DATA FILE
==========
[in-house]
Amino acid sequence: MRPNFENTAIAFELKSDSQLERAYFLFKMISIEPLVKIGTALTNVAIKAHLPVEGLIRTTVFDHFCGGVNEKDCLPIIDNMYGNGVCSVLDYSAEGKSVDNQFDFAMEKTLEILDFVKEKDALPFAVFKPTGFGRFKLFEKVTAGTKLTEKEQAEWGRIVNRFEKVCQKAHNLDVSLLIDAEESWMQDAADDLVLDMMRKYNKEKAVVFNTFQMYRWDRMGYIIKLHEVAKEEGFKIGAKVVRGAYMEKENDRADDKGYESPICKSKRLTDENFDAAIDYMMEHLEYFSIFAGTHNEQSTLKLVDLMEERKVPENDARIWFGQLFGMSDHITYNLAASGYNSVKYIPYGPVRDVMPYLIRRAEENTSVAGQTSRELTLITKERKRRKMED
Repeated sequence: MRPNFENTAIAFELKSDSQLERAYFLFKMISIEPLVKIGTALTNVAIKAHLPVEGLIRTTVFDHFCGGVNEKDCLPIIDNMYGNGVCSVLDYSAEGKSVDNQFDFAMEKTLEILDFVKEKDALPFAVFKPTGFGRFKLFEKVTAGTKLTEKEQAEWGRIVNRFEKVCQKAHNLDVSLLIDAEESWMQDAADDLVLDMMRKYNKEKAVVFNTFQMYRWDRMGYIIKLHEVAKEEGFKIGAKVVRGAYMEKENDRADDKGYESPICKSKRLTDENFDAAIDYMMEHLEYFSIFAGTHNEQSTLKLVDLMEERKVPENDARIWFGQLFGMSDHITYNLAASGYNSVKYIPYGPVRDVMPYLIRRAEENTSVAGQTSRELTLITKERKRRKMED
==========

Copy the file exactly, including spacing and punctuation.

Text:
[in-house]
Amino acid sequence: MRPNFENTAIAFELKSDSQLERAYFLFKMISIEPLVKIGTALTNVAIKAHLPVEGLIRTTVFDHFCGGVNEKDCLPIIDNMYGNGVCSVLDYSAEGKSVDNQFDFAMEKTLEILDFVKEKDALPFAVFKPTGFGRFKLFEKVTAGTKLTEKEQAEWGRIVNRFEKVCQKAHNLDVSLLIDAEESWMQDAADDLVLDMMRKYNKEKAVVFNTFQMYRWDRMGYIIKLHEVAKEEGFKIGAKVVRGAYMEKENDRADDKGYESPICKSKRLTDENFDAAIDYMMEHLEYFSIFAGTHNEQSTLKLVDLMEERKVPENDARIWFGQLFGMSDHITYNLAASGYNSVKYIPYGPVRDVMPYLIRRAEENTSVAGQTSRELTLITKERKRRKMED
Repeated sequence: MRPNFENTAIAFELKSDSQLERAYFLFKMISIEPLVKIGTALTNVAIKAHLPVEGLIRTTVFDHFCGGVNEKDCLPIIDNMYGNGVCSVLDYSAEGKSVDNQFDFAMEKTLEILDFVKEKDALPFAVFKPTGFGRFKLFEKVTAGTKLTEKEQAEWGRIVNRFEKVCQKAHNLDVSLLIDAEESWMQDAADDLVLDMMRKYNKEKAVVFNTFQMYRWDRMGYIIKLHEVAKEEGFKIGAKVVRGAYMEKENDRADDKGYESPICKSKRLTDENFDAAIDYMMEHLEYFSIFAGTHNEQSTLKLVDLMEERKVPENDARIWFGQLFGMSDHITYNLAASGYNSVKYIPYGPVRDVMPYLIRRAEENTSVAGQTSRELTLITKERKRRKMED